Wednesday, July 15, 2020

Seminar: Is the UK heading towards combat impunity?

I have continued with the Transitional Justice Institute (TJI), INCORE, and Healing Through Remembering to host seminars on our Dealing with the Past series.

On 5 June 2020, Dr Thomas Hansen, Lecturer in Law and member of the Transitional Justice Institute at Ulster University, delivered a seminar entitled  "Is the UK heading towards combat impunity?". The seminar focused on a number of initiatives and measures aimed at protecting military service personnel from investigation and prosecution currently being considered by the UK, including a Statute of Limitations, derogating from the European Convention on Human Rights (ECHR) in future armed conflicts; amending the Human Rights Act, and restricting UK courts' ability to adjudicate civil claims originating from conflicts abroad.

Dr Hansen argued that these measures if implemented, are problematic from a human rights and rule of perspective and undermines the UK's role as a strong defender of human rights in the global arena and a champion of the international rule of law.

The seminar is part of the Transitional Justice Institute (TJI) and INCORE, in partnership with Healing Through Remembering and the John Hume and Thomas P. O'Neill Chair in Peace, online seminar series. The seminar was chaired by Professor Brandon Hamber. The seminar can now be watched online.

Friday, June 26, 2020

Policy Brief: Historical Institutional Abuse and Transitional Justice

Professor Patricia Lundy and I have now published a Policy Brief based on work on historical institutional abuse and transitional justice.

This policy briefing draws upon the Northern Ireland Historical Institutional Abuse Inquiry to explicate the nexus of historical institutional abuse inquiries with transitional justice approaches. Through detailed analysis of empirical research with those who gave testimony to the Inquiry, the briefing explores to what extent the Inquiry was victim-centric, participatory and responsive. Drawing on lessons from transitional justice, the brief outlines five recommendations that could strengthen the victim-centred nature of approaches to dealing with the legacy of historical child abuse. The brief concludes that addressing victims' needs should be the linchpin for both transitional justice and historical institutional abuse approaches.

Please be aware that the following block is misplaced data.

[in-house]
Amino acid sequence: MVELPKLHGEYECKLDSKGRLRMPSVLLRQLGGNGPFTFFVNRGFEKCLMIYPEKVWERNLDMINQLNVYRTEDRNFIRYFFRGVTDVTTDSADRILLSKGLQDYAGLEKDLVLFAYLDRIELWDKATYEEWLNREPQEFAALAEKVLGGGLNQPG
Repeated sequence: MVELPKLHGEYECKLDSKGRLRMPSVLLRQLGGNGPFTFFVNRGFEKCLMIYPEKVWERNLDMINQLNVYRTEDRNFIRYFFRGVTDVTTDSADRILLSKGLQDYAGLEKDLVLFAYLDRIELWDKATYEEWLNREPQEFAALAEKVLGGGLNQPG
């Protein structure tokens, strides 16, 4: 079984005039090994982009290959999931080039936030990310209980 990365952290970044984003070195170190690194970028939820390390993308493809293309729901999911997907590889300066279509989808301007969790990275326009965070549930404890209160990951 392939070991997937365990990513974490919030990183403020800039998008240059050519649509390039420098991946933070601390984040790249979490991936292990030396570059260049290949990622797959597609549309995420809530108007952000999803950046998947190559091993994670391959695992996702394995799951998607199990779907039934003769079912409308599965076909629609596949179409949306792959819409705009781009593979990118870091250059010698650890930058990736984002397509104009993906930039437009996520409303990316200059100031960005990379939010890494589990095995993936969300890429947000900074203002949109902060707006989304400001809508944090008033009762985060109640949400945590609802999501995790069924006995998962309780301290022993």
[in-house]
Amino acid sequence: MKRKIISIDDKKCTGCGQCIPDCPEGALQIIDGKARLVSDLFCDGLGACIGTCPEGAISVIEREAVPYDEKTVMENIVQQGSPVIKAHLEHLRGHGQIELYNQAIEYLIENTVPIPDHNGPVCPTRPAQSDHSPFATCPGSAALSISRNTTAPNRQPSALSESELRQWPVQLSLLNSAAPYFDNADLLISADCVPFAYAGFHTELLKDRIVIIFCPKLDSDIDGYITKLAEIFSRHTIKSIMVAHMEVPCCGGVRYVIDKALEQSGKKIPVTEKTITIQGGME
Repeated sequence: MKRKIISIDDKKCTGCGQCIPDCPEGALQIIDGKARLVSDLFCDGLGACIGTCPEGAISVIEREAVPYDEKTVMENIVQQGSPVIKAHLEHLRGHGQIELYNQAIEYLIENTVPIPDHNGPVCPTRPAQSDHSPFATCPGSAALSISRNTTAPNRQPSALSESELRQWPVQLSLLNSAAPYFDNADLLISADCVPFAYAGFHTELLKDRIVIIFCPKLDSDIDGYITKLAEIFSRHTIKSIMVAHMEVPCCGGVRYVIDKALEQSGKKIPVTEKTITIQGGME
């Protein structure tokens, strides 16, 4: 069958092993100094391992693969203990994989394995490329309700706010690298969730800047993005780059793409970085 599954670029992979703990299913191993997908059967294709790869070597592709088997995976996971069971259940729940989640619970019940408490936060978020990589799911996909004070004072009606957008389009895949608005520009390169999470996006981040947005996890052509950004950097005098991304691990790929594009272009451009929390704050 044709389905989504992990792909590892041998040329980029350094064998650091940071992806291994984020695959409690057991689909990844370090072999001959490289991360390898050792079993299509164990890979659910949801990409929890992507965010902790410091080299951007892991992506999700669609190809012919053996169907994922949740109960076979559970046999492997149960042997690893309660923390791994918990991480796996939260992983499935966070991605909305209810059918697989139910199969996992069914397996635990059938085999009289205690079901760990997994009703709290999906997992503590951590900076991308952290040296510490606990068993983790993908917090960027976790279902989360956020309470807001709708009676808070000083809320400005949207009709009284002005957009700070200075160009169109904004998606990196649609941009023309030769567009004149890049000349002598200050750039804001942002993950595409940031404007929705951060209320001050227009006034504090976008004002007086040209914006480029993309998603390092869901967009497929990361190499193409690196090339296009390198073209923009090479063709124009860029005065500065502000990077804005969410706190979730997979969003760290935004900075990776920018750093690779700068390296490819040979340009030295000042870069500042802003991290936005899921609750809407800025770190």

To download the Policy Brief, click here.

To download the longer Research Article, click here.

Monday, May 18, 2020

Seminar: Trauma-Informed Approach

The second seminar in the Dealing with the Past series was hosted online on 18 May 2020, with some 250 people joining online. I chaired this important online event.

The seminar was entitled "The need for a trauma-informed approach to address the conflict's legacy" and was delivered by Professor Siobhan O'Neill on 18 May 2020. In this seminar Professor O'Neill presents the evidence on the transgenerational impact of trauma, and highlights the importance of a "trauma-informed" approach to addressing the conflict's legacy to protect the population from further harm.

The seminar is part of the Transitional Justice Institute (TJI) and INCORE, in partnership with Healing Through Remembering and the John Hume and Thomas P. O'Neill Chair in Peace, online seminar series. The seminar was chaired by Professor Brandon Hamber.

Tuesday, May 12, 2020

Lessons from Transitional Justice for Historical Institutional Abuse

A new article on "Lessons from Transitional Justice? Toward a New Framing of a Victim-Centered Approach in the Case of Historical Institutional Abuse" has been published by myself and Professor Patricia Lundy. The article was published in the journal Victims and Offenders in April 2020.